Track topics on Twitter Track topics that are important to you
Insomnia has been shown to contribute to the development of psychotic experiences, predominantly via increasing negative affect. However, the role of insomnia in the persistence of psychotic experiences is yet to be investigated in a clinical population. Furthermore, other plausible influences, such as psychotic experiences contributing to insomnia, remain to be evaluated. This study tests the role of insomnia as a predictor of persistence of psychotic experiences versus other potential causal routes. Twenty-nine patients aged 18-30 with non-affective psychosis completed three assessments over three months of their insomnia, negative affect, and psychotic experiences. Mixed effect models allowed comparisons between hypothesis-based models (comprising insomnia as predictor, negative affect as mediator, and psychotic experiences as outcome) and oppositional models, where relationships were reversed. The results supported the hypothesised mediation model above models where negative affect was primary. Insomnia was also found to be a stronger predictor of later hallucinations than vice versa, although a bidirectional relationship was indicated between insomnia and paranoia. In conclusion, insomnia predicts persistence of psychotic experiences over time to the same or greater extent than psychotic experiences contribute to insomnia. This supports insomnia as a potential intervention target in psychosis.
This article was published in the following journal.
Name: Psychiatry research
Schizotypy is a multidimensional construct that includes positive, negative, and disorganized dimensions. The healthy schizotypal model suggests that positive schizotypal features could be associated ...
Negative emotions and cognitive biases are important factors underlying psychotic symptoms and psychotic-like experiences (PLEs); however, it is not clear whether these factors interact when they infl...
The main goal of our study was to investigate the association between psychotic-like experiences, aberrant salience, and cannabis use in a nonclinical sample of Belgian students. The participants were...
Clinical insomnia is known to affect pain, but mechanisms are unclear. Insomnia can dysregulate inflammatory pathways, and inflammation plays a mediating role in pain. It is unclear whether insomnia-r...
Cognitive models of psychosis posit that reasoning biases are an important mechanism contributing to the formation of psychotic symptoms, in part through transforming anomalous experiences of aberrant...
Auditory verbal hallucinations (AVH) are commonly reported as source of distress, disability and mortality in schizophrenia. Despite proven efficacy of antipsychotics, many patients still ...
Atypical antipsychotics have been found not only to be beneficial in the treatment of psychotic disorders, but even for depressive symptoms in patients with schizophrenia. Remarkably, prel...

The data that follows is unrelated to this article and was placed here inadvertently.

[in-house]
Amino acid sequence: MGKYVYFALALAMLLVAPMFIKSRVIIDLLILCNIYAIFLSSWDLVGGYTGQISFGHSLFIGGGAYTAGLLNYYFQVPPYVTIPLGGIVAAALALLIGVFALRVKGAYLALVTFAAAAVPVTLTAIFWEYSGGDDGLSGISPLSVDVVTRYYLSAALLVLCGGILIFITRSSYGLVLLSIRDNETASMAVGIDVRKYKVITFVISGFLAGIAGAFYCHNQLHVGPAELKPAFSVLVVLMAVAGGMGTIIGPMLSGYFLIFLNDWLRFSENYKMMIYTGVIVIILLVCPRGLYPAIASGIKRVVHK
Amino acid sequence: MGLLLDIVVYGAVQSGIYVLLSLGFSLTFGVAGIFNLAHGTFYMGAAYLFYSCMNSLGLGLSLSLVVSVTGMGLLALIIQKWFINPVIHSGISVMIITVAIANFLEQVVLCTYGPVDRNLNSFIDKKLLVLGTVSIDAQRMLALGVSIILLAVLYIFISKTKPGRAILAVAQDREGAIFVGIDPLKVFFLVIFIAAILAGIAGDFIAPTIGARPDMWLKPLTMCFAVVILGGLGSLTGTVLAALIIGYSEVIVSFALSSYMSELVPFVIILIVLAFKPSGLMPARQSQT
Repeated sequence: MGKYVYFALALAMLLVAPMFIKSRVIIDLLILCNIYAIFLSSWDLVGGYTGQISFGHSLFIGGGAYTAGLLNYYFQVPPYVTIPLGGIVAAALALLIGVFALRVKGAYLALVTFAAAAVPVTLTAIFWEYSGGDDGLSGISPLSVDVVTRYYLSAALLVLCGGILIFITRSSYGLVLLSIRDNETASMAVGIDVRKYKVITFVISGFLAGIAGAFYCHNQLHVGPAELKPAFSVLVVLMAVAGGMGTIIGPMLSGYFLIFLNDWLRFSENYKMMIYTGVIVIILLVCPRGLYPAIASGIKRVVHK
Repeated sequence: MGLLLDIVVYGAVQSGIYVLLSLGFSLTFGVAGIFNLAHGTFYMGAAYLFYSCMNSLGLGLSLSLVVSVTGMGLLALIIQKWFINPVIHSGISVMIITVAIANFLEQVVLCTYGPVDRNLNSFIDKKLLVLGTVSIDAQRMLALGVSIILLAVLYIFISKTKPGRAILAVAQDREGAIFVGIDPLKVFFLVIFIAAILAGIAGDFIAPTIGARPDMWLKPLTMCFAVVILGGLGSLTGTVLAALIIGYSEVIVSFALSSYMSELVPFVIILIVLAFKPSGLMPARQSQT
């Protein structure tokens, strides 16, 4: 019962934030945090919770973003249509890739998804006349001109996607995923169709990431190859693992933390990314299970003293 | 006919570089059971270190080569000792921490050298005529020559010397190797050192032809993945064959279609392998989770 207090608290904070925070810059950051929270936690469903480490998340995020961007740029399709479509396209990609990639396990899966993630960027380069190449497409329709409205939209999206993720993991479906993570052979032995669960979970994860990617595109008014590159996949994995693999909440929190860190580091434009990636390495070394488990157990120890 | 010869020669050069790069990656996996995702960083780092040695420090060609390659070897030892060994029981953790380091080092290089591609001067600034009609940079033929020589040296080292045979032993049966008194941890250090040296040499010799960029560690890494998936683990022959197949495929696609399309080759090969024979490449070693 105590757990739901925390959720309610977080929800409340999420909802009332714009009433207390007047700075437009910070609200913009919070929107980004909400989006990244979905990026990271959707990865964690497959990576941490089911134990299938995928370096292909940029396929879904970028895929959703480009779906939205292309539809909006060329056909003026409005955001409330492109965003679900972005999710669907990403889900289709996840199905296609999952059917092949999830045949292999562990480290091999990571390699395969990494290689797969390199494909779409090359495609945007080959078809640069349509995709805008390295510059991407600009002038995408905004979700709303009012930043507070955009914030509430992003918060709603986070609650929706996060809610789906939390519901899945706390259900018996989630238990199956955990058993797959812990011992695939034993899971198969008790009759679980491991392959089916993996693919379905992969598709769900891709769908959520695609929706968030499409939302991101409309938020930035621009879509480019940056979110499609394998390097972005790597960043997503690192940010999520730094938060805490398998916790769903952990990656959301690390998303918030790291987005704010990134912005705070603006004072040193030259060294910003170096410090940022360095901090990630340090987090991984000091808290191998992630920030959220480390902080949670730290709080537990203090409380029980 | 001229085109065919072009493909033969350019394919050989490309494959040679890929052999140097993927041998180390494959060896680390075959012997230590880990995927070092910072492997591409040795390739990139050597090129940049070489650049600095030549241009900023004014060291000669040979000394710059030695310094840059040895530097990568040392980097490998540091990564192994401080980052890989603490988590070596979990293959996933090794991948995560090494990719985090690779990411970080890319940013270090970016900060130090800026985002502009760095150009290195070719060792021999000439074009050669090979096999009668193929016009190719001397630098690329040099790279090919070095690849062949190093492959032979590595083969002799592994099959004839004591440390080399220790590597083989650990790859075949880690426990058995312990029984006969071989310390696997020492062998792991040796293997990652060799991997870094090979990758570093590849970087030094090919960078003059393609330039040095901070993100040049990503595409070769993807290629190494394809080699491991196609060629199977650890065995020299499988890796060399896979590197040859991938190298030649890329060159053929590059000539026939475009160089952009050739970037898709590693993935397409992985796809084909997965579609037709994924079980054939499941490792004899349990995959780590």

Adverse childhood experiences in psychotic disorders are associated with increased cognitive deficits, severe psychotic symptoms, and increased comorbidity. The number of different stress ...
Insomnia is a problem for approximately 75% of people living with HIV, which is much higher than the 6% to 10% of people with insomnia in the general population. It is currently unknown wh...
Problems sleeping are common after exposure to highly threatening experiences and can occur with and without a diagnosis of posttraumatic stress disorder (PTSD). Established treatments for...
An autosomal dominant disorder characterized by degeneration of the THALAMUS and progressive insomnia. It is caused by a mutation in the prion protein (PRIONS).
A serotonin uptake inhibitor that is used as an antidepressive agent. It has been shown to be effective in patients with major depressive disorders and other subsets of depressive disorders. It is generally more useful in depressive disorders associated with insomnia and anxiety. This drug does not aggravate psychotic symptoms in patients with schizophrenia or schizoaffective disorders. (From AMA Drug Evaluations Annual, 1994, p309)
Marked disorders of thought (delusions, hallucinations, or other thought disorder accompanied by disordered affect or behavior), and deterioration from a previous level of functioning.
Agents that control agitated psychotic behavior, alleviate acute psychotic states, reduce psychotic symptoms, and exert a quieting effect. They are used in schizophrenia, senile dementia, transient psychosis following surgery or myocardial infarction, etc. These drugs are often referred to as neuroleptics alluding to the tendency to produce neurological side effects, but not all antipsychotics are likely to produce such effects. Many of these drugs may also be effective against nausea, emesis, and pruritus.
Disorders in which the essential feature is a severe disturbance in mood (depression, anxiety, elation, and excitement) accompanied by psychotic symptoms such as delusions, hallucinations, gross impairment in reality testing, etc.
Sleep disorders disrupt sleep during the night, or cause sleepiness during the day, caused by physiological or psychological factors. The common ones include snoring and sleep apnea, insomnia, parasomnias, sleep paralysis, restless legs syndrome, circa...